How email stole your novel

Published: Thursday, March 28 2013 7:00 a.m. MDT

What a novel manuscript looks like — or a print-out of all of the emails you wrote last year.

Ruthanne Reid, "thisreidwrites" via flickr

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If Cue's survey is correct, email is stealing the novel that is lying inside of everybody just waiting to get out. Sort of.

Cue, (a website and app at cueup.com that, according to Wikipedia, "pulls information from online accounts to present an overview of a user's day") found that people received, on average, 5,579 emails in 2012. This compares to people sending, on average, a mere 869 emails.

But where is the novel?

According to Cue, people wrote an average of 41,368 words in those 869 emails.

Atlantic magazine explains the novel connections: "To put those 41,638 discrete pieces of communication in perspective, that word count, in the aggregate, is roughly equivalent to a novel that is 166 pages in length. (The industry standard for page length is 250 words per page.) Which makes the average Cue user's email output slightly greater than 'The Old Man and the Sea' (127 pages long), slightly less than 'The Great Gatsby' (182 pages), and just about equal to 'The Turn of the Screw' (165 pages)."

So, theoretically, if people would have spent their time writing that novel hidden inside them instead of emailing, they just may have finished the next New York Times bestseller. Or something like "Fifty Shades of Grey."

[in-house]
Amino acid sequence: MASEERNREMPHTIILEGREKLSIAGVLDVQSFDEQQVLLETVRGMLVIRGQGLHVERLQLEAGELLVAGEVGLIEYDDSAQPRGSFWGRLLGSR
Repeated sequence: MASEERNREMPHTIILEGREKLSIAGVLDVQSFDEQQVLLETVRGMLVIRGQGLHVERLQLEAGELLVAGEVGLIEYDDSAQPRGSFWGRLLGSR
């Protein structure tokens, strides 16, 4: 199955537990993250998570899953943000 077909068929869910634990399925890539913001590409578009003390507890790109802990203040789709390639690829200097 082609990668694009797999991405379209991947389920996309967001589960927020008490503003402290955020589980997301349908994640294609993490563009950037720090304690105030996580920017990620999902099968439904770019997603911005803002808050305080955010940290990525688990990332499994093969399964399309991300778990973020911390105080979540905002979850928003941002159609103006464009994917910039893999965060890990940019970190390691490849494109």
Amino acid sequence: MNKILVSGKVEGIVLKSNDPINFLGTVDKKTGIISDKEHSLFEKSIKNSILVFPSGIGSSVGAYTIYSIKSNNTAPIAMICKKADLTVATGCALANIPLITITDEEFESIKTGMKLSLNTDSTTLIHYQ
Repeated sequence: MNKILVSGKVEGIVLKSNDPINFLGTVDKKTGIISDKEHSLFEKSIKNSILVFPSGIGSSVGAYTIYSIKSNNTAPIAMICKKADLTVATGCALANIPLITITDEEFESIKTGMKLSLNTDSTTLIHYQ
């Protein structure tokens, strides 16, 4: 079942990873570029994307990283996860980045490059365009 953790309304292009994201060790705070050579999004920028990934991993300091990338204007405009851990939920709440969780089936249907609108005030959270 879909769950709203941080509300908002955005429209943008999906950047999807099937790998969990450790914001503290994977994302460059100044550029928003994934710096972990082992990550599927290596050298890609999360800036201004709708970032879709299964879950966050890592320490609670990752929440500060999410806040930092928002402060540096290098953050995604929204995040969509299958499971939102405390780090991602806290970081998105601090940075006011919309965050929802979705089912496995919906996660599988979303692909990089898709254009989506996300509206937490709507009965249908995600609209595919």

But the opportunity cost doesn’t stop there. Another Atlantic article explains how a study by the McKinsey Global Institute shows people spend 13 hours a week, or 28 percent of their time in the office on email.

The Getting Things Done blog, gtdtimes.com, looked at this also with novels in mind "What’s more surprising is that we received more than six times as much email as we sent. Even if you deleted some of that email without needing to read it, you probably read several novel’s worth of email last year."

An older survey by Harris Interactive and featured on ABC News found that the average number of emails workers could handle effectively each day was about 50.

Todd Wasserman on Mashable says McKinsey Global Institute and International Data Corp. found that email is the second-most time-consuming activity for workers and "that time spent on email can be cut by 25 percent -30 percent by introducing social networking communications into a business."

Just for the record, if you took "The Turn of the Screw" and broke it down to 140-character messages on social media service Twitter.com, it would take 1,632 tweets to send out the book.

Or, you could write your own novel.

EMAIL: mdegroote@deseretnews.com

Twitter: @degroote

Facebook: facebook.com/madegroote

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